The figures included in this article provide visual evidence of the effectiveness of the microwave NDE technique. Note the clarity of the internal defects and structures of interest apparent in all of the scans.

  • Microwave NDE Technique - Testing of FRP and PE Piping - Examples
    March/April 2005 Inspectioneering Journal
    By Bob Stakenborghs, P.E. at Evisive Inc.

    Once the microwave inspection method was determined to be capable of providing reliable and meaningful inspection results for defects located on the exterior, interior, and interior surfaces of non-metallic components, potential industry applications were identified. Upon investigation, these applications were identified. Upon investigation, these applications proved to be numerous and varied in nature. This is the result of an apparent lack of reliable inspection techniques for many non-metallic components that are rapidly becoming materials of choice in many industries.

  • November/December 2005 Inspectioneering Journal
    By John Reynolds at Intertek

    The API Subcommittee on Inspection, Task Group (T/G) on Inspector Certification is starting to roll out a new program for Inspector Certification Endorsements (ICEP). This program will cover each of several new API Recommended Practices and cover the following subject matters...

  • May/June 2005 Inspectioneering Journal
    By Bob Stakenborghs, P.E. at Evisive Inc.

    API is preparing to release the next edition of API 579 Fitness-For-Service (FFS) the first quarter of 2006. The many major enhancements that have been made to the next edition of API 579 will permit Owner-Users to evaluate new types of damage including HIC/SOHIC and Dentgouge combinations, and allow detailed remaining life assessments of components operating in the creep range. In addition, new procedures for stress analysis have been developed that will enhance the usability and accuracy o f Level 3 Assessments resulting in longer running times for damaged components.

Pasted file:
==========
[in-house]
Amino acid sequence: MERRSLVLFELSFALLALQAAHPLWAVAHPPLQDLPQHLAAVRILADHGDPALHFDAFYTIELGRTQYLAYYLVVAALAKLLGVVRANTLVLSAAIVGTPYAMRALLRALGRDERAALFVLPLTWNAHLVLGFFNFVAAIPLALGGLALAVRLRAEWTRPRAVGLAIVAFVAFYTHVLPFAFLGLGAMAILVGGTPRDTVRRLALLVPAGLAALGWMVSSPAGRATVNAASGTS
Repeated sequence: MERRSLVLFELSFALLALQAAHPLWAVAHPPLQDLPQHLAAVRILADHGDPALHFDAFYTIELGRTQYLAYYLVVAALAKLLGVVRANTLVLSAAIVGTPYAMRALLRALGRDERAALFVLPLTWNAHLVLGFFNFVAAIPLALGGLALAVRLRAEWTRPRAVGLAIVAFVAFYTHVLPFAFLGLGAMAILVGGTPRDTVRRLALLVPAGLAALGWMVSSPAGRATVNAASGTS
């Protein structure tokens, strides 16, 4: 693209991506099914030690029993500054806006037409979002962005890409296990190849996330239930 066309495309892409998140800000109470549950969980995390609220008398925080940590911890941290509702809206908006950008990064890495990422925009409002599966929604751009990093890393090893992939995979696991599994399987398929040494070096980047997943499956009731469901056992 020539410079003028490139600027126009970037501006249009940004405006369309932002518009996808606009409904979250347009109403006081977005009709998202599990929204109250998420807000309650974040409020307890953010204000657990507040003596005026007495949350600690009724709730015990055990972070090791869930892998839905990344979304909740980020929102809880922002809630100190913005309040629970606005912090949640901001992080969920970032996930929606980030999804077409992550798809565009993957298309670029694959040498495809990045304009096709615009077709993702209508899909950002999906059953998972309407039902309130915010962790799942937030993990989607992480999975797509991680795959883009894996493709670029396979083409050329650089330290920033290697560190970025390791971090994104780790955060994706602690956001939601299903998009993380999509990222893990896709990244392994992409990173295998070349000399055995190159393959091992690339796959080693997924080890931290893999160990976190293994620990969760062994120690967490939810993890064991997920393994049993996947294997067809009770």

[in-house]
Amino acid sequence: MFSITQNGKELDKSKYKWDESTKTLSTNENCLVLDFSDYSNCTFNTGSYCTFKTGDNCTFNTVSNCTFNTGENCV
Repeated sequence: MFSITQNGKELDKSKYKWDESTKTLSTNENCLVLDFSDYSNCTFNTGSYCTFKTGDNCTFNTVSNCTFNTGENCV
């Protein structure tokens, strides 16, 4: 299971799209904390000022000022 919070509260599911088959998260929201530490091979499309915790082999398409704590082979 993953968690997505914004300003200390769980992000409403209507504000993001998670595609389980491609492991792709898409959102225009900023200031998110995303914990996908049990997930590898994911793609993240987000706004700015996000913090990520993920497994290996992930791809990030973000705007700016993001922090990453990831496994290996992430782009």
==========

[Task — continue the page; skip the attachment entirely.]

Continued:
• November/December 2005 Inspectioneering Journal
    By Julian Speck at TWI Ltd., Ian Partridge at TWI, and John Wintle at TWI

    A few years ago, TWI investigated a corrosion failure in a 30 inch crude oil pipeline that regrettably led to an explosion and fire, and the death of several operating personnel. The pipeline was designed to ASME B31.4 and the investigation found that corrosion resulted from the break-down of the external coating. The exposed area of pipe was too large for the cathodic protection system. Pitting corrosion initiated at several locations that coalesced over a large area to cause failure by rupture. The lost production from this failure was 300,000 bbl/d. The corrosion in this pipeline was not detected before failure. However, if corrosion is found in service pressure equipment, there are safe guidelines available for inspection engineers to assess the fitness-for-service (FFS) of corrosion damage.

  • January/February 2005 Inspectioneering Journal
    By Bob Stakenborghs, P.E. at Evisive Inc.

    Several years ago, a need was identified to develop an improved nondestructive inspection method to volumetrically inspect dielectric materials. Specifically, an inspection method for detecting defects in rubber expansion joints was needed to assist in preventing leeks in large electric power plant steam condensers. In response to this demand, a microwave based inspection technique was developed and patented by Evisive, Inc. Once the technique was developed and tested, it was found to be a powerful NDE technique that had uses for many dielectric materials, the technique can also be successfully used on composite materials containing conductive components but whose construction makes them overall nonconductors or bulk dielectrics, for example, carbon filter composites.

  • July/August 2005 Inspectioneering Journal
    By Mark Bagnell at Equipment Management & Inspection